Charmaster Dolph Cooke demonstrates making biochar.
Charmaster Dolph Cooke demonstrates making biochar.

Charmaster set to improve farming in the region

EXPERTS in the field of biochar will be offering a free workshop for people in the Northern Rivers in a bid to improve viability of farming in the region.

Biochar is the charcoal produced by heating organic material at a high temperature with limited oxygen. It is then used to enrich and increase the water holding capacity of soil, as well as improve crop production.

It has been hailed as an approach to carbon sequestration to produce negative carbon dioxide emissions.

Member of the Bio Association of Australia, Dolph 'Charmaster' Cooke said he would provide a simple explanation on the topic.

Mr Cooke said he wanted farmers and gardeners to recognise the simplicity of using biochar and the long list of benefits directly related.

"It saves money, increases productivity and reduces carbon emissions," he said.

Mr Cooke said having public access to practical knowledge from inside the biochar Industries could only strengthen the community's self-reliance.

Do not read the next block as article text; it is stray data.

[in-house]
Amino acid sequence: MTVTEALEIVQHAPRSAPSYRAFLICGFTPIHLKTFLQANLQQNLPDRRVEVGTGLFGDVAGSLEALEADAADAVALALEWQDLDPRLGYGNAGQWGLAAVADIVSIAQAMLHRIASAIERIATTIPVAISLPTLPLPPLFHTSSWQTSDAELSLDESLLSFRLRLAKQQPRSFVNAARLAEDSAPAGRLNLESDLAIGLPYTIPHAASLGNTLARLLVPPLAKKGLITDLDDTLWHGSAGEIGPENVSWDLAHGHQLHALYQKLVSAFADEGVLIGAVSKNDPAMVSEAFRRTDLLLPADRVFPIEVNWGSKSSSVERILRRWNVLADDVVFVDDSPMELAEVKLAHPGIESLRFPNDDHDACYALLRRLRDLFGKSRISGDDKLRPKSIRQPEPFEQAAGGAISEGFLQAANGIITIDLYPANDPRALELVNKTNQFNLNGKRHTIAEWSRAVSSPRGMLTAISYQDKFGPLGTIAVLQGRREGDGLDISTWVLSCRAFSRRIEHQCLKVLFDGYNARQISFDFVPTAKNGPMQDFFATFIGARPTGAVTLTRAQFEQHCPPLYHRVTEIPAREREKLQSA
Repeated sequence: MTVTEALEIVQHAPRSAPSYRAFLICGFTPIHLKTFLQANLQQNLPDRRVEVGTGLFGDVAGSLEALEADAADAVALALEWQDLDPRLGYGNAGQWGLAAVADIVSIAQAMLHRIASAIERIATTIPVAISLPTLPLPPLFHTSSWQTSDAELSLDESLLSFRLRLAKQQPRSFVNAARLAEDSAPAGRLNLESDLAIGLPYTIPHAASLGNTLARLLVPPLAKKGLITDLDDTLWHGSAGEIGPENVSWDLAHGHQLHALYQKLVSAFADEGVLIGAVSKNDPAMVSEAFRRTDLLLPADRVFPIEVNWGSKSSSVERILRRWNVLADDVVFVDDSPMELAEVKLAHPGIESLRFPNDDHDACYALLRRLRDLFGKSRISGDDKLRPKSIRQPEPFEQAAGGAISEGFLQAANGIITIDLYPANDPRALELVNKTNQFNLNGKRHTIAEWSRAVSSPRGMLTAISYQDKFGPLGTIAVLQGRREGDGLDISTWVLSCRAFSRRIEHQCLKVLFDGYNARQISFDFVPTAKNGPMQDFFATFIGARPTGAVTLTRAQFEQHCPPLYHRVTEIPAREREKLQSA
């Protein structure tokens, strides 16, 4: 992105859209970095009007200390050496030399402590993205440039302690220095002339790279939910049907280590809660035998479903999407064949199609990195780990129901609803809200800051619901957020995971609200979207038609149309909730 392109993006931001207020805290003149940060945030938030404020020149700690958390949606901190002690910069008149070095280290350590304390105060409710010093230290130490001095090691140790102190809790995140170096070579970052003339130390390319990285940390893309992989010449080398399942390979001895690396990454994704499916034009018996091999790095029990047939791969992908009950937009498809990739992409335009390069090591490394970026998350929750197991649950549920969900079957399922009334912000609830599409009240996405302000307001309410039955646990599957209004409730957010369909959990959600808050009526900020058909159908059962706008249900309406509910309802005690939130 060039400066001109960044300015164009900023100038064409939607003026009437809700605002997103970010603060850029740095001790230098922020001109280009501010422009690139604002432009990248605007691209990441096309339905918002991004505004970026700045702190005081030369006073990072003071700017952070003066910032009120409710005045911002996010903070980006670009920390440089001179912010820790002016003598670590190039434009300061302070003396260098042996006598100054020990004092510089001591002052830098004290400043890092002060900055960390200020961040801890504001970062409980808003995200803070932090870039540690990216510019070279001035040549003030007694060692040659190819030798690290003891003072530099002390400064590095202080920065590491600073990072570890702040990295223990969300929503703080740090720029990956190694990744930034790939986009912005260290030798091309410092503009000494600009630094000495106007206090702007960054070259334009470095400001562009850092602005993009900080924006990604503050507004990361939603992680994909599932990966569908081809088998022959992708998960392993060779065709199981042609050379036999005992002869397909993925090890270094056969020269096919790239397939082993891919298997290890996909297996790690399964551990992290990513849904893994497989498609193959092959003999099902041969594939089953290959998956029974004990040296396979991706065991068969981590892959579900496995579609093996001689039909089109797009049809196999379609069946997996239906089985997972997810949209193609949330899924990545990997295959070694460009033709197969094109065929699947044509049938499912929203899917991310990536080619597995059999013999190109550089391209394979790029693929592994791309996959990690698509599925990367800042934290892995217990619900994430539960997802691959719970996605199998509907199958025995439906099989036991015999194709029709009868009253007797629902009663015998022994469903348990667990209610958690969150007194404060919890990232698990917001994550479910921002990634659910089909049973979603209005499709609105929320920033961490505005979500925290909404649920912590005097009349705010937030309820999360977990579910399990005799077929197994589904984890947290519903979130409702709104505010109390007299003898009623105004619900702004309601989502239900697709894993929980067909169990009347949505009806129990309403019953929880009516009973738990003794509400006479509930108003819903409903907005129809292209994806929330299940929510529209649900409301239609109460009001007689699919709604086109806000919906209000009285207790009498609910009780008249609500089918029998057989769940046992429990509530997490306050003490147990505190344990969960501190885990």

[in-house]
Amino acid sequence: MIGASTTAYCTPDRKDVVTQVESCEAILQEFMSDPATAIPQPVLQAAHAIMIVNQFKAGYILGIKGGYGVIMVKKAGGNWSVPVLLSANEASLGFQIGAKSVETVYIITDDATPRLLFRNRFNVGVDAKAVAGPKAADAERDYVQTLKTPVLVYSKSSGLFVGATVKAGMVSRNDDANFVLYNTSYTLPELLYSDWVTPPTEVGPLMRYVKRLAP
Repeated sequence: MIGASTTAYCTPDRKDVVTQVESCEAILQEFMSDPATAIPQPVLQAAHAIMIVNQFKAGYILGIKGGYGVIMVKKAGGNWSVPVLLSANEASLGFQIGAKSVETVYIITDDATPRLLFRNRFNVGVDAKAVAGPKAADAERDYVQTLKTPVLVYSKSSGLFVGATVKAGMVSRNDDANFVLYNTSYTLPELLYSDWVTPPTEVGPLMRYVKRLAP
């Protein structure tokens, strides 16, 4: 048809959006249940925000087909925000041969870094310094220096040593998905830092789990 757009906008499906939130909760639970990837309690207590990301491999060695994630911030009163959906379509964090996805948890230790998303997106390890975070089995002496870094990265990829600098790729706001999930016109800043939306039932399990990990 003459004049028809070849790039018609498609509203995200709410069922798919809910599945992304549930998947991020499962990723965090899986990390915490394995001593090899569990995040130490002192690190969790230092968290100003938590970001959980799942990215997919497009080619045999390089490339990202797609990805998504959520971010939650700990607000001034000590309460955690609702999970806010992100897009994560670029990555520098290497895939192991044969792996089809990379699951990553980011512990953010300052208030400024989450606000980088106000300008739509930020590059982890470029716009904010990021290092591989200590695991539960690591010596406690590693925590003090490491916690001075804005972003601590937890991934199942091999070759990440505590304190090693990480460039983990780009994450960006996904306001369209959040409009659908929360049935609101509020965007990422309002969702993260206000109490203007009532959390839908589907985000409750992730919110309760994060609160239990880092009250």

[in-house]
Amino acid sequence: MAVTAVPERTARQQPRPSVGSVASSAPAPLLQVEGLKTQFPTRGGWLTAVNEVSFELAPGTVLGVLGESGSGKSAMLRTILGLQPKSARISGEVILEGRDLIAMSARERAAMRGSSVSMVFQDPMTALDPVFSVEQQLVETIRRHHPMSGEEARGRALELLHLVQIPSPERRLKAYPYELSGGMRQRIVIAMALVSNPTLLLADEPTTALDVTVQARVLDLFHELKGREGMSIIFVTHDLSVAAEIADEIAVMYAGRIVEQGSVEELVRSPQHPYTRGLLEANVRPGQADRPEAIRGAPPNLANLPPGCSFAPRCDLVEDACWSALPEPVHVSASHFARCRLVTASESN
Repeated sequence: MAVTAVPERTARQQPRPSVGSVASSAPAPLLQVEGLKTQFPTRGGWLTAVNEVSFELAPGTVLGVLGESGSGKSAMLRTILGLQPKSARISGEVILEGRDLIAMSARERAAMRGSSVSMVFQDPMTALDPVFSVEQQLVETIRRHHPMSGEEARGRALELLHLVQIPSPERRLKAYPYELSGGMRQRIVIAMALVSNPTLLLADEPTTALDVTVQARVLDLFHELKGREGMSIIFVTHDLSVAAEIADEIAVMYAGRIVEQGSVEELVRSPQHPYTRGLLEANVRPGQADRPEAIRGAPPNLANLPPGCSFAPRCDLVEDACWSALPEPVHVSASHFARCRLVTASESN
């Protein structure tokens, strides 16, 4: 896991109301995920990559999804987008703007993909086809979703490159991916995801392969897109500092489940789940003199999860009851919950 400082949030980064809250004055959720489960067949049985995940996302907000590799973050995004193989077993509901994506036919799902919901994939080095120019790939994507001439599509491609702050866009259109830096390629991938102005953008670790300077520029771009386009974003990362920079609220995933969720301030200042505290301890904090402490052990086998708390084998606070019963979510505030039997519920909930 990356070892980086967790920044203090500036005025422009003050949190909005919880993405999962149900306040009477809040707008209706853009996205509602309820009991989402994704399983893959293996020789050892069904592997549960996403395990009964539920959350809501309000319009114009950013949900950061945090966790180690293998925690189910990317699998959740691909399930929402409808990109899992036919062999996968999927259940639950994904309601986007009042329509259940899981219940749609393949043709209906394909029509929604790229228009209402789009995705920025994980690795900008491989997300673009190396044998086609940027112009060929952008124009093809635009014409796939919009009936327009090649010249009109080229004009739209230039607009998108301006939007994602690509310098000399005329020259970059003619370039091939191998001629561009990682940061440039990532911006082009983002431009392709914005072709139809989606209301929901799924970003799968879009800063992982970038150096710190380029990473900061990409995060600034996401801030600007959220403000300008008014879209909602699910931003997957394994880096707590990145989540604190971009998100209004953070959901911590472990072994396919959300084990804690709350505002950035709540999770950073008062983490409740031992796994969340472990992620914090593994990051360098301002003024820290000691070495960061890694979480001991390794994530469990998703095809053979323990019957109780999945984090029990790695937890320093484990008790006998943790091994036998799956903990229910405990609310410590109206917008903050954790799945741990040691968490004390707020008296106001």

"I think this is immeasurably important in these changing times," he said.

Mr Cooke said biochar became his passion after he saw first-hand, the 'mind-blowing' benefits on his own garden.

"I used biochar on a plot of sunflowers and watched as it produced five times the amount it usually would," he said.

The free workshop will outline how biochar can reduce the cost of running a farm with live demonstrations on the day and a simplified breakdown of the 'very technical' subject.

There will be presentations from industry experts Dolph Cooke, Hugh Lovel and Shabari Bird.

Development manager of sustain northern rivers Claire McGarry said the workshop was part of a month-long initiative called 'Think global, Eat local', with 32 events taking place from Tweed to Grafton.

Ms McGarry said the campaign aimed to increase the number of people in the Northern Rivers eating locally produced food as well as improving the viability of farming in the region.

"Investing in local produce would ensure the region's beautiful farmlands would stay that way and do not become susceptible to industrialisation," she said.

The workshop runs from 9:30am - 2:30pm on Saturday May 4 at Biochar Industries, Kunghur.

For further information visit http://www.biocharproject.org. Workshop bookings can be made through dolph@biocharproject.org.



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